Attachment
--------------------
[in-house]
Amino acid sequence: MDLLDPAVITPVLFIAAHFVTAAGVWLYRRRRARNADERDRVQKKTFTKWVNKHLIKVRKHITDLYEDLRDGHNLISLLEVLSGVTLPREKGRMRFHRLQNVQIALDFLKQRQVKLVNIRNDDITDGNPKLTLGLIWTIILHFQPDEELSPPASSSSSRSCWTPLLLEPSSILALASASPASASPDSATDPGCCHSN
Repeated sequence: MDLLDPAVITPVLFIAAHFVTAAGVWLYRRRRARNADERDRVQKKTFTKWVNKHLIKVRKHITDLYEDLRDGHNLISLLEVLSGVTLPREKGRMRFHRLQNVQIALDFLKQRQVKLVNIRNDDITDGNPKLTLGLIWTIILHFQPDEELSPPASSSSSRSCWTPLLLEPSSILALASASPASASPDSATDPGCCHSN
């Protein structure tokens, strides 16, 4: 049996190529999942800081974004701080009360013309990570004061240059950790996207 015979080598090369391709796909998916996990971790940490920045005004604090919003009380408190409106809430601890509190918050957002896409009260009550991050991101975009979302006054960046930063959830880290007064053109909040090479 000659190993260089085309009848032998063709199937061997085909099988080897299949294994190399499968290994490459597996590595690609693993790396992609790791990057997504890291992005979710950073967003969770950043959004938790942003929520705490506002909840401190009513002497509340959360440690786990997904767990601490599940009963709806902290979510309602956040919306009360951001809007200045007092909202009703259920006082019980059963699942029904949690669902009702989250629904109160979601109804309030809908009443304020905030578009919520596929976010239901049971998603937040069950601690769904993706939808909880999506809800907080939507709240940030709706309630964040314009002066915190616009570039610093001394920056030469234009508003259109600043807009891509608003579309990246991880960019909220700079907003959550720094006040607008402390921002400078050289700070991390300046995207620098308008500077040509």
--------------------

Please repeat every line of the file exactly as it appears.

[in-house]
Amino acid sequence: MDLLDPAVITPVLFIAAHFVTAAGVWLYRRRRARNADERDRVQKKTFTKWVNKHLIKVRKHITDLYEDLRDGHNLISLLEVLSGVTLPREKGRMRFHRLQNVQIALDFLKQRQVKLVNIRNDDITDGNPKLTLGLIWTIILHFQPDEELSPPASSSSSRSCWTPLLLEPSSILALASASPASASPDSATDPGCCHSN
Repeated sequence: MDLLDPAVITPVLFIAAHFVTAAGVWLYRRRRARNADERDRVQKKTFTKWVNKHLIKVRKHITDLYEDLRDGHNLISLLEVLSGVTLPREKGRMRFHRLQNVQIALDFLKQRQVKLVNIRNDDITDGNPKLTLGLIWTIILHFQPDEELSPPASSSSSRSCWTPLLLEPSSILALASASPASASPDSATDPGCCHSN
């Protein structure tokens, strides 16, 4: 049996190529999942800081974004701080009360013309990570004061240059950790996207 015979080598090369391709796909998916996990971790940490920045005004604090919003009380408190409106809430601890509190918050957002896409009260009550991050991101975009979302006054960046930063959830880290007064053109909040090479 000659190993260089085309009848032998063709199937061997085909099988080897299949294994190399499968290994490459597996590595690609693993790396992609790791990057997504890291992005979710950073967003969770950043959004938790942003929520705490506002909840401190009513002497509340959360440690786990997904767990601490599940009963709806902290979510309602956040919306009360951001809007200045007092909202009703259920006082019980059963699942029904949690669902009702989250629904109160979601109804309030809908009443304020905030578009919520596929976010239901049971998603937040069950601690769904993706939808909880999506809800907080939507709240940030709706309630964040314009002066915190616009570039610093001394920056030469234009508003259109600043807009891509608003579309990246991880960019909220700079907003959550720094006040607008402390921002400078050289700070991390300046995207620098308008500077040509």